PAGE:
Today's Sacramento Bee has the second of Tom Knudson's three part series with more sickening information about the USDA's 'Wildlife Services" branch, brought to you by your tax dollars. This one is titled, "Wildlife Services' deadly force opens Pandora's box of environmental problems."
"Sift through the numbers and you find that about 560,000 predators were killed across America from 2006 to 2011, an average of 256 a day.
"The body count includes more than 25,000 red and gray foxes, 10,700 bobcats, 2,800 black bears, 2,300 timber wolves and 2,100 mountain lions. But the vast majority about 512,500 were coyotes....
"Aerial gunning is the agency's most popular predator-killing tool. Since 2001, more than 340,000 coyotes have been gunned down from planes and helicopters across 16 Western states, including California an average of 600 a week, agency records show....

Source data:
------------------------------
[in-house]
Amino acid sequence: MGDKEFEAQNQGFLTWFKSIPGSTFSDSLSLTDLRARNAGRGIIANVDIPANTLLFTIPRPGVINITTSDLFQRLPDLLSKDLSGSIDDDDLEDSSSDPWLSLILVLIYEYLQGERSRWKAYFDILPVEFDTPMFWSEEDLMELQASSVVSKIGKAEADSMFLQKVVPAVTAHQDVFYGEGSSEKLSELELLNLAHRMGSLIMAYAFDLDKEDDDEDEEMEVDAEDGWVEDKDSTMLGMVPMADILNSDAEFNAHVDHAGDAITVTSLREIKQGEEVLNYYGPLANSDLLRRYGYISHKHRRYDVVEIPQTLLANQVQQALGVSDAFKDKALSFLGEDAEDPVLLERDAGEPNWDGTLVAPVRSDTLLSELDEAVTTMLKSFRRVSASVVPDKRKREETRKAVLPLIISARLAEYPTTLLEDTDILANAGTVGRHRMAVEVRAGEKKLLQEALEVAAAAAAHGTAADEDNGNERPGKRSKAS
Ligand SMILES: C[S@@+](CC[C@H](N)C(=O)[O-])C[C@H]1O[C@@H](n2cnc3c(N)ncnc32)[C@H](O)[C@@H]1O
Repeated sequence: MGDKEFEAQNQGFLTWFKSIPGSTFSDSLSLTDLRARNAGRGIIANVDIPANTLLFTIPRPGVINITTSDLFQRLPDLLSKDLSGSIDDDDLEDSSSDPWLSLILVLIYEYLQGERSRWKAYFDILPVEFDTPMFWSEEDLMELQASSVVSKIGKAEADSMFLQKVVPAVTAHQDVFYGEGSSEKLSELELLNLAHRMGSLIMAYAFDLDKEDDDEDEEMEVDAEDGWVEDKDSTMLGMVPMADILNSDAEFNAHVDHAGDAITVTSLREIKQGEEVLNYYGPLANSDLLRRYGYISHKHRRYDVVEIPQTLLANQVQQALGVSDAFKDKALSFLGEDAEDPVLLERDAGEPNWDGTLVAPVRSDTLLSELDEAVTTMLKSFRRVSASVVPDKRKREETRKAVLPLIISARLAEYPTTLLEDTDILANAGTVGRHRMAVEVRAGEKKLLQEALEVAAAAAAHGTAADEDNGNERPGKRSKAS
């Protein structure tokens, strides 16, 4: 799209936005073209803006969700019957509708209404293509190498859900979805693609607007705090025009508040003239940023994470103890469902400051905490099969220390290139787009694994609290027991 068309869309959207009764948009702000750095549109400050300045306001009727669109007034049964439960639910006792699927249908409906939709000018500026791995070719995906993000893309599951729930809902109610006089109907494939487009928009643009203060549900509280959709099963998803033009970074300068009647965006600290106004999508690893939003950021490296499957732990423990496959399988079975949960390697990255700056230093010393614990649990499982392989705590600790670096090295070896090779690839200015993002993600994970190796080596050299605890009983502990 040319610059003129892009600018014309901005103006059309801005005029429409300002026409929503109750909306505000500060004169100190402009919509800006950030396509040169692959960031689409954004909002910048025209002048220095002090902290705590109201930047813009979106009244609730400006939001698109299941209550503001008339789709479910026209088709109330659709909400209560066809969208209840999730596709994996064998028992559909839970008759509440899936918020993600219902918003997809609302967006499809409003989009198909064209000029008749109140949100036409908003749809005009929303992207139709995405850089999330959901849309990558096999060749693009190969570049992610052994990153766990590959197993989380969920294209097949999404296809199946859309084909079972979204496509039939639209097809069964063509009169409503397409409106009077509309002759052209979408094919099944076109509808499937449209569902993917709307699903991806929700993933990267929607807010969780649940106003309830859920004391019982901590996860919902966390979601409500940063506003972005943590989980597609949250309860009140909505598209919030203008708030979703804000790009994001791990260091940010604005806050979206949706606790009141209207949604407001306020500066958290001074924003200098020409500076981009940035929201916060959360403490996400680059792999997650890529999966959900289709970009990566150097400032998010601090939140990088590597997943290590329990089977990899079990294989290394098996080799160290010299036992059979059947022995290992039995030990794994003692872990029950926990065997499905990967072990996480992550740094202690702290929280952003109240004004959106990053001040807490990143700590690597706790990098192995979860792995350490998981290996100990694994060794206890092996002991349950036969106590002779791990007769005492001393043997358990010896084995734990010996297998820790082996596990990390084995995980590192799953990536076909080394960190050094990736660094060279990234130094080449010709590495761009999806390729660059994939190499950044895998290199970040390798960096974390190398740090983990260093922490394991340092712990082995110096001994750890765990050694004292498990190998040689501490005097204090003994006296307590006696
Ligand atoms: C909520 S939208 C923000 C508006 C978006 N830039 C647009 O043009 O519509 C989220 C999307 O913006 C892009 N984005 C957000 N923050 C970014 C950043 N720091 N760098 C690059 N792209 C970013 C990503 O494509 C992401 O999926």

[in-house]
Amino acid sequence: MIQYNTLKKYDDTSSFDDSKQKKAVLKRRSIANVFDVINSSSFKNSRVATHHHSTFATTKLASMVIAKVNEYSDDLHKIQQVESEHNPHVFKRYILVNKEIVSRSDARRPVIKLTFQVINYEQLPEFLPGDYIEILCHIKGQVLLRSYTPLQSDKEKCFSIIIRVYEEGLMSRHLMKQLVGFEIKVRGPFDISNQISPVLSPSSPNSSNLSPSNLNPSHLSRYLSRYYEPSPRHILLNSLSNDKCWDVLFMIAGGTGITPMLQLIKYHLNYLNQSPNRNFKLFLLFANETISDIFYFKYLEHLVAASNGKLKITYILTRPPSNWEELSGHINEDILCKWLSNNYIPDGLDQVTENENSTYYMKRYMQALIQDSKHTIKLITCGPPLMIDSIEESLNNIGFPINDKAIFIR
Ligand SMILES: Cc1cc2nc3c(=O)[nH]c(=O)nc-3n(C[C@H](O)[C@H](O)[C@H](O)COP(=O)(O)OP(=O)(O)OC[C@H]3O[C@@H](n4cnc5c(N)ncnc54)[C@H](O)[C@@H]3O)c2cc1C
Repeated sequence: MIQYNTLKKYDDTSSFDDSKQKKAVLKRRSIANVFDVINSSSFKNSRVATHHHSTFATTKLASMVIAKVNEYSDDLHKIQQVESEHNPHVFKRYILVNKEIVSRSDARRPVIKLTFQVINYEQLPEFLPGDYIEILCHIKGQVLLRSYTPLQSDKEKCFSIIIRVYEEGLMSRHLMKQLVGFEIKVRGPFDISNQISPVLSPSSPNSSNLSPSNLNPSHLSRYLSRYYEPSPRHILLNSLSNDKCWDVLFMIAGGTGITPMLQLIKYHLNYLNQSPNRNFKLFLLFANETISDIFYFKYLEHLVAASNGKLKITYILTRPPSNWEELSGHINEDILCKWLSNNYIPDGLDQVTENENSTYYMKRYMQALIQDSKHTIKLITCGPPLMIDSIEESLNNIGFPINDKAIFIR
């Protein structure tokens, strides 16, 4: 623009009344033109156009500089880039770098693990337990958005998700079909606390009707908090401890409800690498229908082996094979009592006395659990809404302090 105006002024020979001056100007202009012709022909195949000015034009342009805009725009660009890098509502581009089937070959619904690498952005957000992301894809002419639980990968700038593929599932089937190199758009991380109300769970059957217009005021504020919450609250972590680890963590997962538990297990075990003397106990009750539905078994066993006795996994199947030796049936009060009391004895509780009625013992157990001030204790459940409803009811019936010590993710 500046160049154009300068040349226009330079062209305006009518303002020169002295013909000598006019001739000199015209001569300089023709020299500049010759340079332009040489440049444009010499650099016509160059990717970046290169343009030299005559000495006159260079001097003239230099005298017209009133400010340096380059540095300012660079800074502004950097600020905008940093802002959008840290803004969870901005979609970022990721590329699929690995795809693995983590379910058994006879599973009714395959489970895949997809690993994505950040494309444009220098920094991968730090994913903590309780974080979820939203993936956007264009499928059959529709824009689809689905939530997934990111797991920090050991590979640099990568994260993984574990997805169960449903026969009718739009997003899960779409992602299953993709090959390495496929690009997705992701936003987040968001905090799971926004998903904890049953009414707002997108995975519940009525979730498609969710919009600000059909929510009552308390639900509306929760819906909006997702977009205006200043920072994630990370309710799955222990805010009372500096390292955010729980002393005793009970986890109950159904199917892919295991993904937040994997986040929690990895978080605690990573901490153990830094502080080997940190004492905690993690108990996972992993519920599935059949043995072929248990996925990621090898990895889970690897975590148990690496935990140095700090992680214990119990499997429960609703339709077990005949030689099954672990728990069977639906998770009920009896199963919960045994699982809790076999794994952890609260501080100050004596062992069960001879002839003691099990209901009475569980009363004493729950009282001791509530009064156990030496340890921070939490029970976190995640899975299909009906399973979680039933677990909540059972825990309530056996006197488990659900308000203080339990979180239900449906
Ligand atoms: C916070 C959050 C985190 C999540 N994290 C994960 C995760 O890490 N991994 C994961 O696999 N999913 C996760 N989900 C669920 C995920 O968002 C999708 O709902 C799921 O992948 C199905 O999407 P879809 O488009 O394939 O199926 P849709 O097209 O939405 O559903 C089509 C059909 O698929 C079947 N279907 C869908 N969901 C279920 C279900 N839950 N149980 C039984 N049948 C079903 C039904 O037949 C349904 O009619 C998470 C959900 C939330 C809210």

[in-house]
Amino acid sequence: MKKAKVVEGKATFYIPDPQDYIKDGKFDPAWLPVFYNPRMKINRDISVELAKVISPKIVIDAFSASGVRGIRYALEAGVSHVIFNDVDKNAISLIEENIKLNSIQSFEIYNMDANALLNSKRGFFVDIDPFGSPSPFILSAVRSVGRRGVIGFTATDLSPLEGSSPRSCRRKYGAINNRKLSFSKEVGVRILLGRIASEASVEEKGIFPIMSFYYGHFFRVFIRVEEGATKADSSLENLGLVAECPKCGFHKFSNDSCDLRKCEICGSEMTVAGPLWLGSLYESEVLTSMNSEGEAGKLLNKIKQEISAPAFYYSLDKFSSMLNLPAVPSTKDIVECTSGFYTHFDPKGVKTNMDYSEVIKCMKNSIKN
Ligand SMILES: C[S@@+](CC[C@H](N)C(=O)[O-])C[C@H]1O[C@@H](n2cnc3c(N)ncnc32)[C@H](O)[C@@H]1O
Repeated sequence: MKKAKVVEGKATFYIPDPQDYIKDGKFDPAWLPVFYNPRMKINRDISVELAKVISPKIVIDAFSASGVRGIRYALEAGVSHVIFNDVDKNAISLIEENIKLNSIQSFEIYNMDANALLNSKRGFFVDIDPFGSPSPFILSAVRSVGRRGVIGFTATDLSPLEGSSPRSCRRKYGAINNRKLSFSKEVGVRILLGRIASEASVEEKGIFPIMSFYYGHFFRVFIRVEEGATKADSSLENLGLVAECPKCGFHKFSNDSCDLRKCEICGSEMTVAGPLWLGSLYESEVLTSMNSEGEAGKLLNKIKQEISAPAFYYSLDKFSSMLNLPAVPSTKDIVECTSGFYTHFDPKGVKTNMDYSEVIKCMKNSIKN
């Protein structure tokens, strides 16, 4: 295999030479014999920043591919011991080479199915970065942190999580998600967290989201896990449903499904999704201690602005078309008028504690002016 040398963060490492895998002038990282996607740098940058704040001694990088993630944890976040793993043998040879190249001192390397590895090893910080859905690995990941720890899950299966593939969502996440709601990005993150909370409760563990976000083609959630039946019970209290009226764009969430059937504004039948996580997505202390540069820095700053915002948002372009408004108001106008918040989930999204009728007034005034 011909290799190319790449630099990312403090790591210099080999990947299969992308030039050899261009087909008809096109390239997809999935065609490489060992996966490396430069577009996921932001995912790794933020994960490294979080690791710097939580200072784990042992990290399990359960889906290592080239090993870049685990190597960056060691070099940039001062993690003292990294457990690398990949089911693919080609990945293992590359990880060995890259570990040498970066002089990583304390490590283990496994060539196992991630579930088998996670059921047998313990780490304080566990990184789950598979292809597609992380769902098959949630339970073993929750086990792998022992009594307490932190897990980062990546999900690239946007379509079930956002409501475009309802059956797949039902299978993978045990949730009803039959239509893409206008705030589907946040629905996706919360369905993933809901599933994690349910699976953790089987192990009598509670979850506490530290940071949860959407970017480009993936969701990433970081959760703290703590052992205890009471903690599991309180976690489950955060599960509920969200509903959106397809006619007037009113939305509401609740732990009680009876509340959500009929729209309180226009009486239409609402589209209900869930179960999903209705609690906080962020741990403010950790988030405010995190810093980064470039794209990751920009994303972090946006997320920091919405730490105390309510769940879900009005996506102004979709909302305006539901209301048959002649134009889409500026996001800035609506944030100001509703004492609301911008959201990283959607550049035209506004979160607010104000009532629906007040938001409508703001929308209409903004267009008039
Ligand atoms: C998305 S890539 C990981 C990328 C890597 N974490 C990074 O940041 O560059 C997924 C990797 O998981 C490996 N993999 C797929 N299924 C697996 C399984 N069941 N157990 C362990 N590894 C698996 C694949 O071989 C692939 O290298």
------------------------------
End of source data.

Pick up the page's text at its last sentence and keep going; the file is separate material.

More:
"'Some of the gunners are real good and kill coyotes every time. And other ones wound more than they kill,' Strader said. 'Who wants to see an animal get crippled and run around with its leg blown off? I saw that a lot.'"
As the title suggests, this piece focuses on the unexpected consequences of killing off predator populations -- such as the rise of deadly diseases carried by rodents that the coyotes would have controlled.
You'll find it on line at http://tinyurl.com/6unjlx3
Please read it, share it, comment below it, thank Tom Knudson for it at email@example.com, and send a letter to the editor (one way for legislators to learn how the public feels) at http://tinyurl.com/7uhq8mo
Yours and the animals',
(DawnWatch is an animal advocacy media watch that looks at animal issues in the media and facilitates one-click responses to the relevant media outlets. You can learn more about it, and sign up for alerts at http://www.DawnWatch.com. You may forward or reprint DawnWatch alerts only if you do so unedited -- leave DawnWatch in the title and include this parenthesized tag line.)
Please go to http://tinyurl.com/254ulkx to check out Karen Dawn's book, "Thanking the Monkey: Rethinking the Way we Treat Animals," which when it was published in 2008 was chosen by the Washington Post as one of the "Best Books of The Year!"
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Date: Mon Apr 30 12:33:00 2012